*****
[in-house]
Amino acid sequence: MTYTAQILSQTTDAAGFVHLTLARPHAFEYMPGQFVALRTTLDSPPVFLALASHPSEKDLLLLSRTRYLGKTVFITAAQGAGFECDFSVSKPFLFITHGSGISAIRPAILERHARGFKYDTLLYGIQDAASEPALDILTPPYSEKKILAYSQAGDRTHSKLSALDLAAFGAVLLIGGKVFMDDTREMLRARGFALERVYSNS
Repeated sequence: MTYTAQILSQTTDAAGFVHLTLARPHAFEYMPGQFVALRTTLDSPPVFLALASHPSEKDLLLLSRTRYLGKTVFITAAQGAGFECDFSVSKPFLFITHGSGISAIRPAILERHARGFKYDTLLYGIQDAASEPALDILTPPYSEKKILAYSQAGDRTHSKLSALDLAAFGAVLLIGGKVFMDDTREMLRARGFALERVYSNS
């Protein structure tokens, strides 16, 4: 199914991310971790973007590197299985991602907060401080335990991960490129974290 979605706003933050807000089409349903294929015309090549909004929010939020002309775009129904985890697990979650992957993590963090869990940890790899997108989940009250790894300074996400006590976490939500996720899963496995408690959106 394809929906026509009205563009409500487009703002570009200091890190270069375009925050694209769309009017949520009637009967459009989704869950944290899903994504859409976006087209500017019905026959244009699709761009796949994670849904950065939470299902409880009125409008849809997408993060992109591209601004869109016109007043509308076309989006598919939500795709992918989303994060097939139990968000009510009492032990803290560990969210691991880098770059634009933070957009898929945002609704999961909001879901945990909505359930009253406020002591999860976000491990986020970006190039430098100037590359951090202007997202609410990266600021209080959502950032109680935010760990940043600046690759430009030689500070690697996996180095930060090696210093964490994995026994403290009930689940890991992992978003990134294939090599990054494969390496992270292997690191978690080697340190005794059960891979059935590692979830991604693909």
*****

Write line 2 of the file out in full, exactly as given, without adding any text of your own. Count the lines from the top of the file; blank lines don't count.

Amino acid sequence: MTYTAQILSQTTDAAGFVHLTLARPHAFEYMPGQFVALRTTLDSPPVFLALASHPSEKDLLLLSRTRYLGKTVFITAAQGAGFECDFSVSKPFLFITHGSGISAIRPAILERHARGFKYDTLLYGIQDAASEPALDILTPPYSEKKILAYSQAGDRTHSKLSALDLAAFGAVLLIGGKVFMDDTREMLRARGFALERVYSNS